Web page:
3.3. Were concurrent controls used? (Concurrent preferred over historical controls.)
Yes
  3.4. If cohort study or cross-sectional study, were groups comparable on important confounding factors and/or were preexisting differences accounted for by using appropriate adjustments in statistical analysis?
N/A
  3.5. If case control or cross-sectional study, were potential confounding factors comparable for cases and controls? (If case series or trial with subjects serving as own control, this criterion is not applicable. Criterion may not be applicable in some cross-sectional studies.)
N/A
  3.6. If diagnostic test, was there an independent blind comparison with an appropriate reference standard (e.g., "gold standard")?
N/A
4. Was method of handling withdrawals described?
Yes
  4.1. Were follow-up methods described and the same for all groups?
Yes
  4.2. Was the number, characteristics of withdrawals (i.e., dropouts, lost to follow up, attrition rate) and/or response rate (cross-sectional studies) described for each group? (Follow up goal for a strong study is 80%.)
Yes
  4.3. Were all enrolled subjects/patients (in the original sample) accounted for?
No
  4.4. Were reasons for withdrawals similar across groups?
???
  4.5. If diagnostic test, was decision to perform reference test not dependent on results of test under study?
N/A
5. Was blinding used to prevent introduction of bias?
Yes
  5.1. In intervention study, were subjects, clinicians/practitioners, and investigators blinded to treatment group, as appropriate?
Yes
  5.2. Were data collectors blinded for outcomes assessment? (If outcome is measured using an objective test, such as a lab value, this criterion is assumed to be met.)
Yes
  5.3. In cohort study or cross-sectional study, were measurements of outcomes and risk factors blinded?
N/A
  5.4. In case control study, was case definition explicit and case ascertainment not influenced by exposure status?
N/A
  5.5. In diagnostic study, were test results blinded to patient history and other test results?
N/A
6. Were intervention/therapeutic regimens/exposure factor or procedure and any comparison(s) described in detail? Were interveningfactors described?
Yes
  6.1. In RCT or other intervention trial, were protocols described for all regimens studied?
Yes
  6.2. In observational study, were interventions, study settings, and clinicians/provider described?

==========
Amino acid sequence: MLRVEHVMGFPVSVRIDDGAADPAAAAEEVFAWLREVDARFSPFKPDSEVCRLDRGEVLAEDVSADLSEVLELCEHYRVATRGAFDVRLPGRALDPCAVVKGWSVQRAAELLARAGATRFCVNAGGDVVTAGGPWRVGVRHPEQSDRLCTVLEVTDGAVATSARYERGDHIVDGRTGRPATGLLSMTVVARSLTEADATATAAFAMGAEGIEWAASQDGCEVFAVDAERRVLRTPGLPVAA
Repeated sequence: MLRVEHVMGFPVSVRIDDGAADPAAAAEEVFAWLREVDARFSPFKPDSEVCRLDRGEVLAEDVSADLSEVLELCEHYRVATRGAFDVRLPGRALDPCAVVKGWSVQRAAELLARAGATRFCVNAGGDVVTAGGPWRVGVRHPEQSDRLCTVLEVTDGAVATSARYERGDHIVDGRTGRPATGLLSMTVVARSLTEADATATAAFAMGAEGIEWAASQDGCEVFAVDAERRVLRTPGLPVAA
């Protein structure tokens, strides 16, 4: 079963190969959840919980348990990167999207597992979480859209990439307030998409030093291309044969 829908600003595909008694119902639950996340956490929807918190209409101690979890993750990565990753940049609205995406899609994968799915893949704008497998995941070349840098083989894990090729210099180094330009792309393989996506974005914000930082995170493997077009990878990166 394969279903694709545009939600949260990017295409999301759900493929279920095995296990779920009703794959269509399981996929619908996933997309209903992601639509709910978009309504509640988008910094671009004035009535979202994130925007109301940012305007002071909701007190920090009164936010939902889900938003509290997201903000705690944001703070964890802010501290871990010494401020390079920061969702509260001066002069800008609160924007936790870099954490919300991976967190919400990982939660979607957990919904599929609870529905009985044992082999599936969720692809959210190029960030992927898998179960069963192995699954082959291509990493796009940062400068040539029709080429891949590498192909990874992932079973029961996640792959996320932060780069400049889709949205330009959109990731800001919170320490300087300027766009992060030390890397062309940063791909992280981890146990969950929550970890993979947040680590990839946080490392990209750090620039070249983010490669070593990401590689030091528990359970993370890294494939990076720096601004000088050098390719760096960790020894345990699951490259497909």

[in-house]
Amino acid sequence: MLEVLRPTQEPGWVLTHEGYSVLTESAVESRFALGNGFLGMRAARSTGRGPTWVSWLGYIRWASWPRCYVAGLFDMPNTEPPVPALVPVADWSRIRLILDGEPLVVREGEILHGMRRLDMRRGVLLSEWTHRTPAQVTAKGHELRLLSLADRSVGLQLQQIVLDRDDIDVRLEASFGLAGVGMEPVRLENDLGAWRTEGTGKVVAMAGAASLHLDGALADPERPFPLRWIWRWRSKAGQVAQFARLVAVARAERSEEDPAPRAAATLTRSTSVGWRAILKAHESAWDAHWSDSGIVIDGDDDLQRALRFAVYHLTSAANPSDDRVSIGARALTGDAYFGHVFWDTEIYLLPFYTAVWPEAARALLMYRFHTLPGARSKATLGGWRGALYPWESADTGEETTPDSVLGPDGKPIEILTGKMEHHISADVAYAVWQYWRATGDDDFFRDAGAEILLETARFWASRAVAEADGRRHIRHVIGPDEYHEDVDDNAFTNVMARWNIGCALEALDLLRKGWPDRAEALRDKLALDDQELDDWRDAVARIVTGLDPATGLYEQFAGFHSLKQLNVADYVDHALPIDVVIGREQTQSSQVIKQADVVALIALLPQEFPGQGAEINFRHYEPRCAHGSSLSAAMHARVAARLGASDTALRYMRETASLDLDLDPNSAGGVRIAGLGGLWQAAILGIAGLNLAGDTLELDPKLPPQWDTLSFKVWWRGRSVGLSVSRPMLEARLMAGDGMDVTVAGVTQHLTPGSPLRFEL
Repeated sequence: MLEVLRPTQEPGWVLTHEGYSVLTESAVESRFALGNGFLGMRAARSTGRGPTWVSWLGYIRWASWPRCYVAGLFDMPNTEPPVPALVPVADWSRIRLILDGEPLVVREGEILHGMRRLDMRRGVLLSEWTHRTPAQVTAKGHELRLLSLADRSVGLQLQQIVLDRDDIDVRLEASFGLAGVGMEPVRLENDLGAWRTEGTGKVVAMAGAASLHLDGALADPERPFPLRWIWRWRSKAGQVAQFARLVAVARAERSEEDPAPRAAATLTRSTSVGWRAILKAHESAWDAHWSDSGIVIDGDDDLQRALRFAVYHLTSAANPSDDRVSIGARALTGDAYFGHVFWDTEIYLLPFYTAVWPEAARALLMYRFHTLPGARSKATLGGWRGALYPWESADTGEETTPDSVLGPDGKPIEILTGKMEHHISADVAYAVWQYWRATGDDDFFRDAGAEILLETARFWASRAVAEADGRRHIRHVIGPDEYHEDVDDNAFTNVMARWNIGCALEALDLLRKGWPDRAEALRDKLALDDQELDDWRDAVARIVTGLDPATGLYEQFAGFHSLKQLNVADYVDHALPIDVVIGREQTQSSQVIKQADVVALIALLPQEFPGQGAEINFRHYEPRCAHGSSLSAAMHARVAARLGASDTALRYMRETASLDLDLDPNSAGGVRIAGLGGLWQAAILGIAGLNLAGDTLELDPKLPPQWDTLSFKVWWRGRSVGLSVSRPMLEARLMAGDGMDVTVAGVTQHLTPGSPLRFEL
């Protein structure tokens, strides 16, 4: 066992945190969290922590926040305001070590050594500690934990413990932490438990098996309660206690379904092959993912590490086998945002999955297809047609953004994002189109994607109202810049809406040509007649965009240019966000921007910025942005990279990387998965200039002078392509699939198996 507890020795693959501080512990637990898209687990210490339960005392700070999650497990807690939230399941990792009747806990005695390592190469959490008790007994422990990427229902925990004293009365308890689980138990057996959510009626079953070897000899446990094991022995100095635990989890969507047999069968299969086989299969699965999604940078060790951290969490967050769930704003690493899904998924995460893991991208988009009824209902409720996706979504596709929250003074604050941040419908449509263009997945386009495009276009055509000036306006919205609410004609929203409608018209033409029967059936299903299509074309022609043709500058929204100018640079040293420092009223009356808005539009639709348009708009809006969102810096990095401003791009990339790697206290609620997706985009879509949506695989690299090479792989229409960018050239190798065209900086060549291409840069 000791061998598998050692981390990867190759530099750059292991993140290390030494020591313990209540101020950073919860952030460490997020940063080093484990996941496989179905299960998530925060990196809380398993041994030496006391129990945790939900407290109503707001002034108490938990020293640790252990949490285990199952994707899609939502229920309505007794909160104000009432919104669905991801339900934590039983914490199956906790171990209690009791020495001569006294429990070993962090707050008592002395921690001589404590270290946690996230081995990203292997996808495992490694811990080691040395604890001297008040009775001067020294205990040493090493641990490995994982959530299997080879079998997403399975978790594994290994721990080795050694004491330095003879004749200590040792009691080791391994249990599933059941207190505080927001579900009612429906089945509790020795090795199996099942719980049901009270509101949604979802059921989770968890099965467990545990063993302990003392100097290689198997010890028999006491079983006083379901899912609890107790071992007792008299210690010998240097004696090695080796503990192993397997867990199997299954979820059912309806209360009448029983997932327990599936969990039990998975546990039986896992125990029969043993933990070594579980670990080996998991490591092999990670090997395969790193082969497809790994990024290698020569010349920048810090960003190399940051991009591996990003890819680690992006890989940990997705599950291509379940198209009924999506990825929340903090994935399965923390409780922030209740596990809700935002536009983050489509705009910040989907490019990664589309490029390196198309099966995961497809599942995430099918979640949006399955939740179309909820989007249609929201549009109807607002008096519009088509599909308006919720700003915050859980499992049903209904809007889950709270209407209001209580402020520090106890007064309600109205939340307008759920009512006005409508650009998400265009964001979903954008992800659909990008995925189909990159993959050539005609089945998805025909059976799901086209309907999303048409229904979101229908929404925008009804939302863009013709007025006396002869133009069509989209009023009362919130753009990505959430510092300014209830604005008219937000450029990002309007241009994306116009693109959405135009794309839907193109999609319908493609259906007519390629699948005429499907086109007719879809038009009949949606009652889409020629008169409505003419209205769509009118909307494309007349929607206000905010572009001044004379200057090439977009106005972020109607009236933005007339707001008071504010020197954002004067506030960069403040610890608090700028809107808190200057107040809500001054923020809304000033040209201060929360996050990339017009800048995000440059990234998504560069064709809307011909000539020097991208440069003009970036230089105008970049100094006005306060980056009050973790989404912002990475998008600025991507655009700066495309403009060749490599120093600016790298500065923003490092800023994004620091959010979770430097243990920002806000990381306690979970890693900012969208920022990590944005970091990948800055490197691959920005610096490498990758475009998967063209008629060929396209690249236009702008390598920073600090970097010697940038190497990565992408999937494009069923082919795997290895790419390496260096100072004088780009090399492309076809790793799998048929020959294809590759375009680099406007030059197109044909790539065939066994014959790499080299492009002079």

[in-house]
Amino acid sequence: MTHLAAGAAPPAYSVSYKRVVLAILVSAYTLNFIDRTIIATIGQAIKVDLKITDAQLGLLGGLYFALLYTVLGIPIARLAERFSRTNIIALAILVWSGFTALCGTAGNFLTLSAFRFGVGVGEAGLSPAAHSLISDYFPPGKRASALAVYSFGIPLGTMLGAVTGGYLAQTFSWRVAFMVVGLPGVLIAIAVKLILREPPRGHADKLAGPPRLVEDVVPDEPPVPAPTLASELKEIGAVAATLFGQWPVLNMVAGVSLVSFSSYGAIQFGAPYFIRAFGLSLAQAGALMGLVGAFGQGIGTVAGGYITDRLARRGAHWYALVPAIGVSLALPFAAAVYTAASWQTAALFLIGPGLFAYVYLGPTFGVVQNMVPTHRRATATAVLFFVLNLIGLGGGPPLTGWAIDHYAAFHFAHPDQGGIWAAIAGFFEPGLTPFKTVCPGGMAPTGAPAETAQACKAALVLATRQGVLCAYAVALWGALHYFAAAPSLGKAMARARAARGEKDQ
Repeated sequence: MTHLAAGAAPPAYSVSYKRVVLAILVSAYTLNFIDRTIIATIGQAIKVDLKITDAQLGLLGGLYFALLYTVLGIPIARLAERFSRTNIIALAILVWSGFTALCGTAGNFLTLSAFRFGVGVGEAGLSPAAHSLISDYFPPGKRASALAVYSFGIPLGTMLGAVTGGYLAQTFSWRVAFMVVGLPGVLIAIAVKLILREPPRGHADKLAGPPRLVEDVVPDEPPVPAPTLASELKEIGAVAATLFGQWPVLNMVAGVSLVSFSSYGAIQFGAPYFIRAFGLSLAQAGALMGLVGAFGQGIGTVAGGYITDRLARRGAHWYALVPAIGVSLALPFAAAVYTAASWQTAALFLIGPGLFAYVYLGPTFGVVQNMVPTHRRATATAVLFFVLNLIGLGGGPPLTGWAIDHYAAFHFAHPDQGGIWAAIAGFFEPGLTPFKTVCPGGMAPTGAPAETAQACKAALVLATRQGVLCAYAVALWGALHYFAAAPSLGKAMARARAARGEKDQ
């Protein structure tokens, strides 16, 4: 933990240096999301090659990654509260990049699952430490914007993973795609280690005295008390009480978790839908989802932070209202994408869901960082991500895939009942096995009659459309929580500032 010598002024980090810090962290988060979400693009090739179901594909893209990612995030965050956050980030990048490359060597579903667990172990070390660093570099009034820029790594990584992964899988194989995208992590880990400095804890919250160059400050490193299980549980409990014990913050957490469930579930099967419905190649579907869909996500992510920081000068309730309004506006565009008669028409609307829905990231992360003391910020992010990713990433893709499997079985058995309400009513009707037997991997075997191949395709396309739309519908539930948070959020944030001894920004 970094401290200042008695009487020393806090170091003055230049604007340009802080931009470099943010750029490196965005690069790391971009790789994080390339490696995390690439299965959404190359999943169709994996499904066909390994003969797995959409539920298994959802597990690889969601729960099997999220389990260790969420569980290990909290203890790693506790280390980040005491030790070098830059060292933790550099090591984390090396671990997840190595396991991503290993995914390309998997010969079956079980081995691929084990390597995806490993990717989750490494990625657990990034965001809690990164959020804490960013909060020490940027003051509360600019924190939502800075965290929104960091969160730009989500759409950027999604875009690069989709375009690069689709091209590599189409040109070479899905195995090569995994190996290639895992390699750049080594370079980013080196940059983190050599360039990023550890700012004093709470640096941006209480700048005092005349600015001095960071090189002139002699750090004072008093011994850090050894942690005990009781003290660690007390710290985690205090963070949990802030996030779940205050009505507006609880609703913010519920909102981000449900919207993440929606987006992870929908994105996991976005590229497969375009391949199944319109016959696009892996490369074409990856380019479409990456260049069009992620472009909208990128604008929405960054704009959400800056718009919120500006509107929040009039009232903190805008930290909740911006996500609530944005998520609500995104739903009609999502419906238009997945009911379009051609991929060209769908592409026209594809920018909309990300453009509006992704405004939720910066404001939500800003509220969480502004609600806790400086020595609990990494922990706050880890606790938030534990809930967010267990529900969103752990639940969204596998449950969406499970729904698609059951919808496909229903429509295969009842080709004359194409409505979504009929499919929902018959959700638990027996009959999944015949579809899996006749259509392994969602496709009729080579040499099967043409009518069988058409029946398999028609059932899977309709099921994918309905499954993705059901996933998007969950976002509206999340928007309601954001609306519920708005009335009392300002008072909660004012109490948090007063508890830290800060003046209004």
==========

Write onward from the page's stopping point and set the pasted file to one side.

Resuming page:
N/A
  6.3. Was the intensity and duration of the intervention or exposure factor sufficient to produce a meaningful effect?
Yes
  6.4. Was the amount of exposure and, if relevant, subject/patient compliance measured?
Yes
  6.5. Were co-interventions (e.g., ancillary treatments, other therapies) described?
N/A
  6.6. Were extra or unplanned treatments described?
N/A
  6.7. Was the information for 6.4, 6.5, and 6.6 assessed the same way for all groups?
Yes
  6.8. In diagnostic study, were details of test administration and replication sufficient?
N/A
7. Were outcomes clearly defined and the measurements valid and reliable?
Yes
  7.1. Were primary and secondary endpoints described and relevant to the question?
Yes
  7.2. Were nutrition measures appropriate to question and outcomes of concern?
Yes
  7.3. Was the period of follow-up long enough for important outcome(s) to occur?
Yes
  7.4. Were the observations and measurements based on standard, valid, and reliable data collection instruments/tests/procedures?
Yes
  7.5. Was the measurement of effect at an appropriate level of precision?
Yes
  7.6. Were other factors accounted for (measured) that could affect outcomes?
Yes
  7.7. Were the measurements conducted consistently across groups?
Yes
8. Was the statistical analysis appropriate for the study design and type of outcome indicators?
Yes
  8.1. Were statistical analyses adequately described and the results reported appropriately?
Yes
  8.2. Were correct statistical tests used and assumptions of test not violated?
Yes
  8.3. Were statistics reported with levels of significance and/or confidence intervals?
Yes
  8.4. Was "intent to treat" analysis of outcomes done (and as appropriate, was there an analysis of outcomes for those maximally exposed or a dose-response analysis)?
No
  8.5. Were adequate adjustments made for effects of confounding factors that might have affected the outcomes (e.g., multivariate analyses)?
Yes
  8.6. Was clinical significance as well as statistical significance reported?
Yes
  8.7. If negative findings, was a power calculation reported to address type 2 error?
Yes
9. Are conclusions supported by results with biases and limitations taken into consideration?
Yes
  9.1. Is there a discussion of findings?
Yes
  9.2. Are biases and study limitations identified and discussed?
No
10. Is bias due to study’s funding or sponsorship unlikely?
Yes
  10.1. Were sources of funding and investigators’ affiliations described?
Yes
  10.2. Was the study free from apparent conflict of interest?
Yes